Also, don't miss Weathershot the next time you need to brag about the weather with a selfie, or check out MOON if you're a werewolf.

8. Translate Your Conversation

There are a lot of translation apps on the App Store, but not all of them play nicely with iMessage. It's also worth keeping in mind that translation and language-learning services often require a premium subscription. So the best apps for the job aren't necessarily free.

Fortunately, iTranslate offers unhindered access to a huge number of languages for translating. You just need to make sure you're connected to the web, as offline translation requires an in-app purchase. Yandex.Translate is another free option with offline support, but it isn't quite as well-designed as iTranslate.

It's a huge shame Google Translate doesn't offer iMessage functionality. Otherwise, it'd probably be the only translation tool you ever need.

9. Find a Film to Watch

Planning a trip to the theater to watch a movie with some friends? Enter IMDb and its iMessage extension, which shows you with a list of films showing nearby (provided you've granted location access) and a searchable IMDb database right from the Messages app.

Once you've found something cool to watch, simply select that film from the iMessage app to send an IMDb link to your friend. They can check out the listing and showtimes to let you know what they think.

10. Share Files in the Cloud

iCloud isn't so great when it comes to file sharing, which is why there's no iMessage app for sharing items in your iCloud Drive. But both Dropbox and Microsoft OneDrive have added this functionality. If you use either of these services, you likely already have the app installed.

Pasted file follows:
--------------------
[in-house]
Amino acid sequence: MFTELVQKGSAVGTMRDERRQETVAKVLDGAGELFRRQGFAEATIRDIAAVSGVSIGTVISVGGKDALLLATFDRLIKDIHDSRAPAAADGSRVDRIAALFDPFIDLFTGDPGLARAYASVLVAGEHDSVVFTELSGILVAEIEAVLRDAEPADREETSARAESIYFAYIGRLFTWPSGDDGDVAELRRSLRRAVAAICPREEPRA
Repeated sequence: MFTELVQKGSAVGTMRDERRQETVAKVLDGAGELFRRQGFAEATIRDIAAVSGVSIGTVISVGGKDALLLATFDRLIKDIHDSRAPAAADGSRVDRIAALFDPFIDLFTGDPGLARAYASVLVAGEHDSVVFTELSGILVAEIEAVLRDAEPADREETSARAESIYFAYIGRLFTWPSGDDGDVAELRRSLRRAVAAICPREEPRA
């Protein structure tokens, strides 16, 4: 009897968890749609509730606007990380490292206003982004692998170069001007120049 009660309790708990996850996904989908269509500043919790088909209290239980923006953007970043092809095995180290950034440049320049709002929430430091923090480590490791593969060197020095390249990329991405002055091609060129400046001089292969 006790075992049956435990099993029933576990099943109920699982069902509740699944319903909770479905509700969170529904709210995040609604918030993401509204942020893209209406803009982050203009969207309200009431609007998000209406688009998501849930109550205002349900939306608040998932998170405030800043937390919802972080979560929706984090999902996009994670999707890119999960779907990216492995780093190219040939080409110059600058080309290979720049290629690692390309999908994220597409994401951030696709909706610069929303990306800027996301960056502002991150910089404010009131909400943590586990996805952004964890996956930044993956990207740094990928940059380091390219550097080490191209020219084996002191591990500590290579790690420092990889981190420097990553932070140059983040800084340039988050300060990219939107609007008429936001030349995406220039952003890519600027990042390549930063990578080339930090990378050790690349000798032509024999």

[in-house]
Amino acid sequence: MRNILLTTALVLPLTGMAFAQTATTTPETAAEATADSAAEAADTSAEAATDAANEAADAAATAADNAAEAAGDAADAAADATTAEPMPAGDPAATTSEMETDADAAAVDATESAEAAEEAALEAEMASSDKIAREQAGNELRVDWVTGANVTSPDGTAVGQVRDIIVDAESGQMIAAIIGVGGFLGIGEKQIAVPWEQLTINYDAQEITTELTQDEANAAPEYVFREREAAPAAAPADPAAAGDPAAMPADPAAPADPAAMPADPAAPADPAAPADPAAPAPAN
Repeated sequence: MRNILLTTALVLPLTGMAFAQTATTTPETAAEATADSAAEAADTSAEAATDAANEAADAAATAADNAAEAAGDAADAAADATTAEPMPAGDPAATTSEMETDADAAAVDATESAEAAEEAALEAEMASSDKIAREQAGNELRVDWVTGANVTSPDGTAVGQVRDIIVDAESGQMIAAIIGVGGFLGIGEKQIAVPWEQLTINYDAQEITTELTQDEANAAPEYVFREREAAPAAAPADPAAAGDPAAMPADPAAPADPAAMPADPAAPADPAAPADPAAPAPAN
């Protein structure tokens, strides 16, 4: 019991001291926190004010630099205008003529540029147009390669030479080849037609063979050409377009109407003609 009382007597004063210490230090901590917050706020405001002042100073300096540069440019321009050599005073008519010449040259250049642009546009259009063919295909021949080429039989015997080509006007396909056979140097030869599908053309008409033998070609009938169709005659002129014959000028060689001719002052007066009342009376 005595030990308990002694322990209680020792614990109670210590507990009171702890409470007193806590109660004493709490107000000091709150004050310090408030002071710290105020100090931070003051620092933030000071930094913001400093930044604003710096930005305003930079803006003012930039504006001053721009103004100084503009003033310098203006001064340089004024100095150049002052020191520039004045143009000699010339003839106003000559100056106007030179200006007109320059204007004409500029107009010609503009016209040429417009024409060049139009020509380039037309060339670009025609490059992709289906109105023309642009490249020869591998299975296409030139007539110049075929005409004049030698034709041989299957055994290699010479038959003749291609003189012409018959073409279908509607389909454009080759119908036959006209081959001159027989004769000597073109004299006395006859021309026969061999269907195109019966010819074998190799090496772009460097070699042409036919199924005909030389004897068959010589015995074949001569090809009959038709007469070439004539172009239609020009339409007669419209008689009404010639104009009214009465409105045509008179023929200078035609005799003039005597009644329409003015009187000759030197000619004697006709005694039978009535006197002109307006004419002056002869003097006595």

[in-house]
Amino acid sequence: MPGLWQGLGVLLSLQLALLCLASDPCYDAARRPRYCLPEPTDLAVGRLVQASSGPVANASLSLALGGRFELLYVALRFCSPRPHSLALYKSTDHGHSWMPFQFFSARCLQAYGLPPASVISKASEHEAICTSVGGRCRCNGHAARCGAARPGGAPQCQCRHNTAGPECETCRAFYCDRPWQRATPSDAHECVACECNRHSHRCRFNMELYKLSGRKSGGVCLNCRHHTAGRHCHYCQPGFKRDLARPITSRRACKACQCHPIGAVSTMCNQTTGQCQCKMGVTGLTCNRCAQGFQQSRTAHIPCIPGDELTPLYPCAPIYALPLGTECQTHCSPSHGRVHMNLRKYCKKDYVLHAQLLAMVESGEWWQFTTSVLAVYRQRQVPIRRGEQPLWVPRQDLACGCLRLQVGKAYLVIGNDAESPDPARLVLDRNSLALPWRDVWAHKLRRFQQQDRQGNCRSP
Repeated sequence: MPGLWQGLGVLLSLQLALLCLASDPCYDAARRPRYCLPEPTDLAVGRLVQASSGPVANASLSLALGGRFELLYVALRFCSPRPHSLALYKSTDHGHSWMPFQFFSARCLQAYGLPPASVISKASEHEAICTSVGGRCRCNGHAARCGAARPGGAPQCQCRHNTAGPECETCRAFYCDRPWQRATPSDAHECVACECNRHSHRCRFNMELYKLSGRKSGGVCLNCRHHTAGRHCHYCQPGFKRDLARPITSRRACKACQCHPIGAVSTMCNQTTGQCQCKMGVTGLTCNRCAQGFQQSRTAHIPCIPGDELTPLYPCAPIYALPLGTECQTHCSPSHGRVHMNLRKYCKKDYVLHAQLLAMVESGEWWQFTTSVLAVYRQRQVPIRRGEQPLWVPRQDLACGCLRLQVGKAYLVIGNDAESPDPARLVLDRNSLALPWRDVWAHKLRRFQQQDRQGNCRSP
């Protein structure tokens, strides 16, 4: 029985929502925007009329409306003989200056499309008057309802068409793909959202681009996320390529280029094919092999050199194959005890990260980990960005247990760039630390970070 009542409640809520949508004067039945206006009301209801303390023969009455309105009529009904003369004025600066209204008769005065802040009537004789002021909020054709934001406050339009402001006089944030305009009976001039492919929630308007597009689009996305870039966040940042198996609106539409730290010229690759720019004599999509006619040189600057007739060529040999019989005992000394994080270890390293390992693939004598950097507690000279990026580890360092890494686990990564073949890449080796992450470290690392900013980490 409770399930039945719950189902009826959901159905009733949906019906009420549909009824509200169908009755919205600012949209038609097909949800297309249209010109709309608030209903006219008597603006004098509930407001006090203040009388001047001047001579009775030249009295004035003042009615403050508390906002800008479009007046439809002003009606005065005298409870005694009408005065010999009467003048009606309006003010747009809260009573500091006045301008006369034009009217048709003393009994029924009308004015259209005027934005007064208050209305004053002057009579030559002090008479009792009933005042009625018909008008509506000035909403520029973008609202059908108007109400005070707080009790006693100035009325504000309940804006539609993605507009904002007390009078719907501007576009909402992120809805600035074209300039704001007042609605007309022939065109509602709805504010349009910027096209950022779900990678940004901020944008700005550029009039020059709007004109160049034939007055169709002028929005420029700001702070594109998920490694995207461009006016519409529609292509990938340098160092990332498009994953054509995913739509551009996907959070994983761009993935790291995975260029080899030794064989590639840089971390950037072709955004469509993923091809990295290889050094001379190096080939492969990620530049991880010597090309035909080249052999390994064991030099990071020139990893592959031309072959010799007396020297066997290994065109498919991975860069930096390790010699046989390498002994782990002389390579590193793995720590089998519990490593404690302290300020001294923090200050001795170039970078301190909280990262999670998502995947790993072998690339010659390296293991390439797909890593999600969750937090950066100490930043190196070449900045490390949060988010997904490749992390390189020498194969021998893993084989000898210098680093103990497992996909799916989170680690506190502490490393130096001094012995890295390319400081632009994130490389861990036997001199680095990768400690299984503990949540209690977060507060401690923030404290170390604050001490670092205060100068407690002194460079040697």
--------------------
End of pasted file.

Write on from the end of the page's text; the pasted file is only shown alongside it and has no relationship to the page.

Once installed, each of these apps allows you to browse and share files directly to a conversation. A cool thing you can do with the OneDrive iMessage app is open a file directly into Microsoft's other apps, like Word and Excel.

11. Send a Quick Scan

Although you can scan documents using Notes or Files, neither of these apps let you scan and share documents directly in iMessage. That's where the Scanner Pro ($3.99) iMessage app comes in.

If you're not already storing your documents digitally, do yourself a favor and use this cool app to get started. Whenever you need to share a document over iMessage, either select it from the files you already scanned or hover your iPhone over the document to scan it in real time with the camera.

12. Check a Math Formula

Finally, if you're a mathematics student who needs to bounce ideas off your classmates, then Vulcanize is the iMessage app for you. It allows you to convert LaTeX to beautiful mathematical formulas worthy of any printed textbook.

Of course, not everyone will agree that this is a cool thing to do with iMessage apps. But if you've ever tried typing a complex mathematical formula into a text in the past, you know how painful it normally is.

Which iMessage Apps Do You Use?

iMessage extensions may seem like a gimmick, but the right apps can really speed up your workflow and brighten your daily conversations. Whether you're playing word games, sending dank memes, or sharing your latest playlist, there's no shortage of cool things you can do with iMessage apps.

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10 Safari Mac Browser Tips to Boost Speed and Performance